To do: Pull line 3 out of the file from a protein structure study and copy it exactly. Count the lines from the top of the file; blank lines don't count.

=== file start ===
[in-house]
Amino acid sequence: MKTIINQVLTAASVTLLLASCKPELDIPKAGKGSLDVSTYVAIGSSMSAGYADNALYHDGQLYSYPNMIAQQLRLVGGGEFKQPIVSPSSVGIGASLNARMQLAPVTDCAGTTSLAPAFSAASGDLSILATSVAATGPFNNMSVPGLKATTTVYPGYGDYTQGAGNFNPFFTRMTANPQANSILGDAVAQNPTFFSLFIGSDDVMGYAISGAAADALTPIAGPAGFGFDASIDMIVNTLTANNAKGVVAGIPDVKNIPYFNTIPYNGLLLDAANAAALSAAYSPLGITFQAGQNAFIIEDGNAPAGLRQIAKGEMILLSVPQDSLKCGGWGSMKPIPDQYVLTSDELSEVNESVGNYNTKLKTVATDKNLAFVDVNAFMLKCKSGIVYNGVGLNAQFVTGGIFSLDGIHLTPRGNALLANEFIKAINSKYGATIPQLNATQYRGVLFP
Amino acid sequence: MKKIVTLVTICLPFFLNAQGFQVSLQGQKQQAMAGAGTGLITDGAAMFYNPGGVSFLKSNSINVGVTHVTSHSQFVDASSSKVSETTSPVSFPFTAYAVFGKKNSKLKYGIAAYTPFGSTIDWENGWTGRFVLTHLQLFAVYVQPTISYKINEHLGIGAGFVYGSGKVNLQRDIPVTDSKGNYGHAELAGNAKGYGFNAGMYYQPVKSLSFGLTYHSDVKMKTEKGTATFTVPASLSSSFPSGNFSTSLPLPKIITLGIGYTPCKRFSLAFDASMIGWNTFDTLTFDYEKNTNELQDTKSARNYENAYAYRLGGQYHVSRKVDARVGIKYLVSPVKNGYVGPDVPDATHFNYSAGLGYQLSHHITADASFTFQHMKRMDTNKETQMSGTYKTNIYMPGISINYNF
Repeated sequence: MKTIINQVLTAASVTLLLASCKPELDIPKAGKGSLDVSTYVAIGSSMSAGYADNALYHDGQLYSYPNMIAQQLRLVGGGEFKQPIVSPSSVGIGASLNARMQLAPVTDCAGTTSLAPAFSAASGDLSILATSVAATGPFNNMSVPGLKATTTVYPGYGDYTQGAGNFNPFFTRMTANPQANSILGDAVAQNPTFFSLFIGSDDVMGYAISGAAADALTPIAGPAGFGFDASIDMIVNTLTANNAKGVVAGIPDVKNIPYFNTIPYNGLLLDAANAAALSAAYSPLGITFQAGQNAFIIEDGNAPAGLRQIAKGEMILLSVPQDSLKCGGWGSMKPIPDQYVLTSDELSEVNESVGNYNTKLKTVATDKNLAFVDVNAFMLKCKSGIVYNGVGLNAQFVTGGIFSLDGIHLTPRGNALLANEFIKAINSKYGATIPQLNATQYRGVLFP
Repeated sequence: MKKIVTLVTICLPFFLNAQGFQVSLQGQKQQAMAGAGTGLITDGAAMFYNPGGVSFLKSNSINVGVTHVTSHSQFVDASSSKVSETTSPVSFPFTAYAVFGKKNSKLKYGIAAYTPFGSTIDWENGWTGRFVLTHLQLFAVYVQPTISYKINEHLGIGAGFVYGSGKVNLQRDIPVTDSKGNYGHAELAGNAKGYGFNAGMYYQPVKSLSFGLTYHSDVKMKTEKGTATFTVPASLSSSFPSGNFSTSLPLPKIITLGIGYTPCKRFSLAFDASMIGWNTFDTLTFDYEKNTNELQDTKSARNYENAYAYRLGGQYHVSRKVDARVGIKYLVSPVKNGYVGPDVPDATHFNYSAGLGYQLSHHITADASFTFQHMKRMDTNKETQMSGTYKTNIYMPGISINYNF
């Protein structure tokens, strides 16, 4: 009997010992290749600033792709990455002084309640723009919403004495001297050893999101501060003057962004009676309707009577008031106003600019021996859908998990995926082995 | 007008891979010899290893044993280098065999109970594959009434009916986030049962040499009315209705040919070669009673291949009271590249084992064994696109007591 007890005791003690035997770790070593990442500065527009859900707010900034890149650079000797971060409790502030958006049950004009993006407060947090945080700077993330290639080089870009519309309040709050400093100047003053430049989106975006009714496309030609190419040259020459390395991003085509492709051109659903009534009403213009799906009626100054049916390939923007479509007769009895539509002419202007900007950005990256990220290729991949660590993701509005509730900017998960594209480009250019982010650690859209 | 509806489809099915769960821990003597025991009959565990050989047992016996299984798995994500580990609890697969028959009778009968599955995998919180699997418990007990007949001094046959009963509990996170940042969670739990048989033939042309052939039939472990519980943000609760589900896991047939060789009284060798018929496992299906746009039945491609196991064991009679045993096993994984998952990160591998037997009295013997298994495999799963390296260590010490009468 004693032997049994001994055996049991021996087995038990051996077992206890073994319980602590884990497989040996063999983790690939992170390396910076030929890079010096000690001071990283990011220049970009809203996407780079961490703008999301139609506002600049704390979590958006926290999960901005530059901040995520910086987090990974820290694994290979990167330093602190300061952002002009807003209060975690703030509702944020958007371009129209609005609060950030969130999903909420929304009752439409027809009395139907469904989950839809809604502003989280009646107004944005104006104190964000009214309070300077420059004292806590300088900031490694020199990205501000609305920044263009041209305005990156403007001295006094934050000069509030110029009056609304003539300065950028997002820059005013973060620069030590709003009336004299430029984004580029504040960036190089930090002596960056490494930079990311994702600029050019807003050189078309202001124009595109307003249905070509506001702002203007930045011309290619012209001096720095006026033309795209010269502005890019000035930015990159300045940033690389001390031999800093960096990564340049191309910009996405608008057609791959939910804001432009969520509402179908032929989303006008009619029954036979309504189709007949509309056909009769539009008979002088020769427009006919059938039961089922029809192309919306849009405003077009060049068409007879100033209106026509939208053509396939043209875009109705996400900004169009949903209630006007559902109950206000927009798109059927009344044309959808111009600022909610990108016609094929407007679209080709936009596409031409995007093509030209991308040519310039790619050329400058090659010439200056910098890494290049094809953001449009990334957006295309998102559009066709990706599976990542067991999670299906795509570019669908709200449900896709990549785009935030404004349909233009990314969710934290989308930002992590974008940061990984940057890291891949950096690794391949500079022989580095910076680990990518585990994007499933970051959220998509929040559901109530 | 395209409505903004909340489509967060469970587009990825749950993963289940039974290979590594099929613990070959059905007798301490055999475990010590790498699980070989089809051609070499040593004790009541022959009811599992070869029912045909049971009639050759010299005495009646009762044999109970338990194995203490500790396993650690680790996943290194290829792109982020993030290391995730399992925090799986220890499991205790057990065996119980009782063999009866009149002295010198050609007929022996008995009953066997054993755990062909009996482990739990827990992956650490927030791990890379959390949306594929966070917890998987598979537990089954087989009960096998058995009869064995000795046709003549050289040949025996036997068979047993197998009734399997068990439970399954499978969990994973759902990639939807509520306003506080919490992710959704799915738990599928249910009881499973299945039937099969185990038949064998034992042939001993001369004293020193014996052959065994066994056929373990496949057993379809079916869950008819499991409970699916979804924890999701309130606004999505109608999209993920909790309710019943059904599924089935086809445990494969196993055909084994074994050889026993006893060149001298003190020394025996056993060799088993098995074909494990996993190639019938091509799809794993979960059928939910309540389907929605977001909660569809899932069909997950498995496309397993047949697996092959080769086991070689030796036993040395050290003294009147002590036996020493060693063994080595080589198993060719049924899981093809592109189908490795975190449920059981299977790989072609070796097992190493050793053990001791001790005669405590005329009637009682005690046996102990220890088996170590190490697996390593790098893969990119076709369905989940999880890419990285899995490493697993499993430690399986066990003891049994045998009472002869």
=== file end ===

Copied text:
Amino acid sequence: MKKIVTLVTICLPFFLNAQGFQVSLQGQKQQAMAGAGTGLITDGAAMFYNPGGVSFLKSNSINVGVTHVTSHSQFVDASSSKVSETTSPVSFPFTAYAVFGKKNSKLKYGIAAYTPFGSTIDWENGWTGRFVLTHLQLFAVYVQPTISYKINEHLGIGAGFVYGSGKVNLQRDIPVTDSKGNYGHAELAGNAKGYGFNAGMYYQPVKSLSFGLTYHSDVKMKTEKGTATFTVPASLSSSFPSGNFSTSLPLPKIITLGIGYTPCKRFSLAFDASMIGWNTFDTLTFDYEKNTNELQDTKSARNYENAYAYRLGGQYHVSRKVDARVGIKYLVSPVKNGYVGPDVPDATHFNYSAGLGYQLSHHITADASFTFQHMKRMDTNKETQMSGTYKTNIYMPGISINYNF